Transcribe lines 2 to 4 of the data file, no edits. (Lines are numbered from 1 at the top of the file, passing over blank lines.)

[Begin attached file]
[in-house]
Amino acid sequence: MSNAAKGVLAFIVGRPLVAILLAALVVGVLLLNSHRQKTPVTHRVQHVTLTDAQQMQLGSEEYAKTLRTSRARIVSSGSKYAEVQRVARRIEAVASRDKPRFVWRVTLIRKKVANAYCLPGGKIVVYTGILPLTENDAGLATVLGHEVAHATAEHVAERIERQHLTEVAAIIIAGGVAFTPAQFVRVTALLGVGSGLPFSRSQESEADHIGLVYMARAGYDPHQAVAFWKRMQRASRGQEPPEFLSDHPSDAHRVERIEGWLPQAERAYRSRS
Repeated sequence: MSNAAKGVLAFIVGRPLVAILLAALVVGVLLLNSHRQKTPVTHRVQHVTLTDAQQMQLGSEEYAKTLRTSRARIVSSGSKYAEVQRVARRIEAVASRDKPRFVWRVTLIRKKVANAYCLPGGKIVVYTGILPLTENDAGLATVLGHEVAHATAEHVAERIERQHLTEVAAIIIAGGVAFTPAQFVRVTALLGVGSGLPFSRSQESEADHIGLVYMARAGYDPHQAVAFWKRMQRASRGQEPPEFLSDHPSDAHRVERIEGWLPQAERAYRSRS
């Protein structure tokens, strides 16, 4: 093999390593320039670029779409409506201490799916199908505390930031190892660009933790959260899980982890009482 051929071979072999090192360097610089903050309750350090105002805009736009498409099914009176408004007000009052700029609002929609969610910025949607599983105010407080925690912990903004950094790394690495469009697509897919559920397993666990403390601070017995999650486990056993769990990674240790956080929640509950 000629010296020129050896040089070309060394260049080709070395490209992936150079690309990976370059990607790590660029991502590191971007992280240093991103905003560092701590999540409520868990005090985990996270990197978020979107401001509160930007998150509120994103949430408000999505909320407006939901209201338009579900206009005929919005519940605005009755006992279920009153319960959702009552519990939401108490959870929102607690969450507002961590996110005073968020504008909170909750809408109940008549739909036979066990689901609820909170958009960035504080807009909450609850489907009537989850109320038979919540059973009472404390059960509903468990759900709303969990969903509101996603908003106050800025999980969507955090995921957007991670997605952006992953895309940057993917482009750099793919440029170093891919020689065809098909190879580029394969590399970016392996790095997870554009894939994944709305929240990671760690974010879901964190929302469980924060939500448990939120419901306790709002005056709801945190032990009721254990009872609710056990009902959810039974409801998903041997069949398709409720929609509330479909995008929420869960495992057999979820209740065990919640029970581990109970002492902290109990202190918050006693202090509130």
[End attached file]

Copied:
Amino acid sequence: MSNAAKGVLAFIVGRPLVAILLAALVVGVLLLNSHRQKTPVTHRVQHVTLTDAQQMQLGSEEYAKTLRTSRARIVSSGSKYAEVQRVARRIEAVASRDKPRFVWRVTLIRKKVANAYCLPGGKIVVYTGILPLTENDAGLATVLGHEVAHATAEHVAERIERQHLTEVAAIIIAGGVAFTPAQFVRVTALLGVGSGLPFSRSQESEADHIGLVYMARAGYDPHQAVAFWKRMQRASRGQEPPEFLSDHPSDAHRVERIEGWLPQAERAYRSRS
Repeated sequence: MSNAAKGVLAFIVGRPLVAILLAALVVGVLLLNSHRQKTPVTHRVQHVTLTDAQQMQLGSEEYAKTLRTSRARIVSSGSKYAEVQRVARRIEAVASRDKPRFVWRVTLIRKKVANAYCLPGGKIVVYTGILPLTENDAGLATVLGHEVAHATAEHVAERIERQHLTEVAAIIIAGGVAFTPAQFVRVTALLGVGSGLPFSRSQESEADHIGLVYMARAGYDPHQAVAFWKRMQRASRGQEPPEFLSDHPSDAHRVERIEGWLPQAERAYRSRS
């Protein structure tokens, strides 16, 4: 093999390593320039670029779409409506201490799916199908505390930031190892660009933790959260899980982890009482 051929071979072999090192360097610089903050309750350090105002805009736009498409099914009176408004007000009052700029609002929609969610910025949607599983105010407080925690912990903004950094790394690495469009697509897919559920397993666990403390601070017995999650486990056993769990990674240790956080929640509950 000629010296020129050896040089070309060394260049080709070395490209992936150079690309990976370059990607790590660029991502590191971007992280240093991103905003560092701590999540409520868990005090985990996270990197978020979107401001509160930007998150509120994103949430408000999505909320407006939901209201338009579900206009005929919005519940605005009755006992279920009153319960959702009552519990939401108490959870929102607690969450507002961590996110005073968020504008909170909750809408109940008549739909036979066990689901609820909170958009960035504080807009909450609850489907009537989850109320038979919540059973009472404390059960509903468990759900709303969990969903509101996603908003106050800025999980969507955090995921957007991670997605952006992953895309940057993917482009750099793919440029170093891919020689065809098909190879580029394969590399970016392996790095997870554009894939994944709305929240990671760690974010879901964190929302469980924060939500448990939120419901306790709002005056709801945190032990009721254990009872609710056990009902959810039974409801998903041997069949398709409720929609509330479909995008929420869960495992057999979820209740065990919640029970581990109970002492902290109990202190918050006693202090509130």